Friday, May 20, 2011

Is Obama the Antichrist?

People have been wondering if there were any signs predicting the end of the world, maybe something like the appearance of an Antichrist. Media Matters has posted a list of online articles pointing out the possibility that Barack Obama is -- possibly, they're not saying for sure -- just that: the Antichrist.

With the Rapture upon us you might want to do some reading -- you will bang your forehead when your neighbors start ascending to heaven all of a sudden and say to yourself, "Ah! I should have known!"
Beck-Promoted Author Richardson: "What Obama And The Antichrist Have In Common."

Obama Is "Potentially The Next To The End Before" The "Tribulation Period Begins."

"I Could Have Sworn [Obama] Was Running For Antichrist."

I May Declare (Obama) To Be The Beast." (video)

Victoria Jackson: "Obama Bears Traits That Resemble The Anti- Christ."

Baker Referred To Obama As An Antichrist Character

"All The Insects And The Rodents Come Out For" Obama "Like They're Attracted To The Devil Or Something."

Obama "Could Pave The Way For A Future Antichrist."

"Many Have Asked: Is Obama The Anti-Christ?"

Note that I am not endorsing any of these authors. I personally feel that it is still entirely possible that President Obama is not the Antichrist. He could be something much more mundane, perhaps a Kenyan Socialist Nazi Muslim terrorist sympathizer, or something like that.

37 Comments:

Anonymous Anonymous said...

well, it turned 6pm on May 21 in Tonga about ten minutes ago and no earthquake reports

May 21, 2011 1:11 AM  
Anonymous Anonymous said...

Still no earthquakes, you nuts!

May 21, 2011 9:34 AM  
Anonymous Or is Paul Ryan the anti-Christ? said...

The Inspiration For Paul Ryan's Profoundly And Explicitly Anti-Christian Budget

May 21, 2011 10:01 AM  
Anonymous Anonymous said...

I went to Family Radio's website last night and couldn't connect. It's still like that this morning.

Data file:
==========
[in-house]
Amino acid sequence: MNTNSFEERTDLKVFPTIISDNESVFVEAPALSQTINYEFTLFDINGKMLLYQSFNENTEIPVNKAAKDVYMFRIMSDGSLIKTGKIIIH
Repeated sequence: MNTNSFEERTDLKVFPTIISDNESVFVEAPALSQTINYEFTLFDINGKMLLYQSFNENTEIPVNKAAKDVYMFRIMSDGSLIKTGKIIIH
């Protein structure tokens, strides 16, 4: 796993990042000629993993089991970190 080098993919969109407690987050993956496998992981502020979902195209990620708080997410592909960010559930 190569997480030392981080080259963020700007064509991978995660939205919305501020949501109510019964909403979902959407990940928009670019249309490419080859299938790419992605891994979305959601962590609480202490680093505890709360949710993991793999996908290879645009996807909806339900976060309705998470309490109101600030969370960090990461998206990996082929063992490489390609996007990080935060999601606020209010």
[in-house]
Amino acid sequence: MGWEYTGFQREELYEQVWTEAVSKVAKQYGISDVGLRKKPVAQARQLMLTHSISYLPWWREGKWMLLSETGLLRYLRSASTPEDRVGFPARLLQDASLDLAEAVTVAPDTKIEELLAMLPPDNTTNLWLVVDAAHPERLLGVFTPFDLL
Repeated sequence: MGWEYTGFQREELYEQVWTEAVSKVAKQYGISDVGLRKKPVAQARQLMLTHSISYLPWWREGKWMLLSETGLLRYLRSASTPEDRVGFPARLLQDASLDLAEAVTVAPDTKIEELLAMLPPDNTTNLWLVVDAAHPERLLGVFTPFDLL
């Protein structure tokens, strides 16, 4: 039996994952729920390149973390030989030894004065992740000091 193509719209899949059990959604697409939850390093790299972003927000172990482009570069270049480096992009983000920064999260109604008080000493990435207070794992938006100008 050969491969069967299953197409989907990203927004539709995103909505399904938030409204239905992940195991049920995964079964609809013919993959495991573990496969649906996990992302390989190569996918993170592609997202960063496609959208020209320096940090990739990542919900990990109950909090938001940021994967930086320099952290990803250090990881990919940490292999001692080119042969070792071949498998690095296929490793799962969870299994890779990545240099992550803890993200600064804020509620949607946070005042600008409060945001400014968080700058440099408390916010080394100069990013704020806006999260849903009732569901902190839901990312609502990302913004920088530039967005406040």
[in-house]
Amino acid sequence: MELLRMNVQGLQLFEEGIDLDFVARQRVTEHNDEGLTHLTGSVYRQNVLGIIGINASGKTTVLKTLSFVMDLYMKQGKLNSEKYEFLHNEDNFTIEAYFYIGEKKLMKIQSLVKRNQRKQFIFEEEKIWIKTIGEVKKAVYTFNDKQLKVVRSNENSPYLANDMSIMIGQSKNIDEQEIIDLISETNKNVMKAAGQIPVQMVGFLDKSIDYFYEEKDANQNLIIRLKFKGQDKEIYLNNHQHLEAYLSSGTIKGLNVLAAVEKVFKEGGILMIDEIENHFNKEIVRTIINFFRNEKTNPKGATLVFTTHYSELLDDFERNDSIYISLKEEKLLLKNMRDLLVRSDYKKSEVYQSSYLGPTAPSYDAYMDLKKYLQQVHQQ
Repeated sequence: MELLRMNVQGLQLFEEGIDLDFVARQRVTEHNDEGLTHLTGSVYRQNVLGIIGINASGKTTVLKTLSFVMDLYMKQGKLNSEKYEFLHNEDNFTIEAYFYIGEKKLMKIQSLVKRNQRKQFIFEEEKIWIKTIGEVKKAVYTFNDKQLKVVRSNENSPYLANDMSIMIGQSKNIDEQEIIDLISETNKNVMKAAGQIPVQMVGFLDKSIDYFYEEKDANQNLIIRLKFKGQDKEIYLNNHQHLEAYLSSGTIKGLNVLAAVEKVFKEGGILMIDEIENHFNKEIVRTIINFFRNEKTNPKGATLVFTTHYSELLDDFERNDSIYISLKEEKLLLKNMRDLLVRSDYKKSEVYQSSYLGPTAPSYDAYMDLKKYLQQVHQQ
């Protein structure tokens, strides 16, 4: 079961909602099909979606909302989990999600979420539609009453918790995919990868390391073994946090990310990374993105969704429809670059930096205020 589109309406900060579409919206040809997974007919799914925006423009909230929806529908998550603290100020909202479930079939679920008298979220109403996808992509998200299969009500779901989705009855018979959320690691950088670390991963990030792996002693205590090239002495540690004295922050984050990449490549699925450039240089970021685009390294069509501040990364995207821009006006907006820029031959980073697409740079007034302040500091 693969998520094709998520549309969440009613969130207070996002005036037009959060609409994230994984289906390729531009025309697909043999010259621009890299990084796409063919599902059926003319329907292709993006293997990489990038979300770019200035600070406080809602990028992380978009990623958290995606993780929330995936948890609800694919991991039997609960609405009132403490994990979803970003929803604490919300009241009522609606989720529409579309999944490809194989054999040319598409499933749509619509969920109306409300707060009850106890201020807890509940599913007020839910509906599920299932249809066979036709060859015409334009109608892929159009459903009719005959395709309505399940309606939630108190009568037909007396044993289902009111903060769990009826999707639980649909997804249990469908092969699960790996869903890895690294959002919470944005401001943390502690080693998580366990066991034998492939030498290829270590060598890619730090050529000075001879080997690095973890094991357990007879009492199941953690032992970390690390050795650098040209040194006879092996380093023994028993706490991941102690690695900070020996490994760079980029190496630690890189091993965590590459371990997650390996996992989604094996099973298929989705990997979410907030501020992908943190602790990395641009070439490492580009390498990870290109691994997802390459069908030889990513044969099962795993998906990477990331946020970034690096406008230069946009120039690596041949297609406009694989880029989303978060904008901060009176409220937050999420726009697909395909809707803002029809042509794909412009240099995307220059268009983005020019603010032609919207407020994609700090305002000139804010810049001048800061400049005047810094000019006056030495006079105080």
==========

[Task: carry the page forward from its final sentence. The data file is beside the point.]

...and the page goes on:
It turns May 22 in the Mid-East, where the flood happened, around 5pm EST so you can't say he was wrong until then.

Meanwhile, local churches are setting up to work with people who have been led astray by this.

Personally, I think Harold Camping is a sincere guy who got carried away. He's an engineer by training and those guys take their numbers seriously. Remember, he is 89 years old. Hopefully, the world will cut him some slack. You have to admit, he has always been very civil to those he disagreed with.

Also, I like listening to Family Radio sometimes so I hope they keep going. From what I've heard, most of the staff never agreed with the prediction.

May 21, 2011 10:14 AM  
Anonymous Anonymous said...

"OAKLAND, Calif. — If Harold Camping and his followers are correct, Gertrude Stein’s famous comment about Oakland — that there is no there there — may finally be true. If not, some local churchgoers say they will set up encampments outside the headquarters of Mr. Camping, the self-proclaimed biblical soothsayer who has prophesied the end of the world on Saturday, with an eye toward consoling the disappointed.

“They are going to be reeling,” said Pastor Jacob Denys of Calvary Bible Church in nearby Milpitas, so he and about 20 volunteers planned to spend Saturday outside Mr. Camping’s compound to let “them to know that God still loves them.”

On Friday, the only concrete sign of anything out of the ordinary was in the window of Family Radio — Mr. Camping’s radio enterprise, which has helped pay for and promote the May 21 prediction — announcing that the offices were closed.

“Sorry we missed you!” the sign concluded.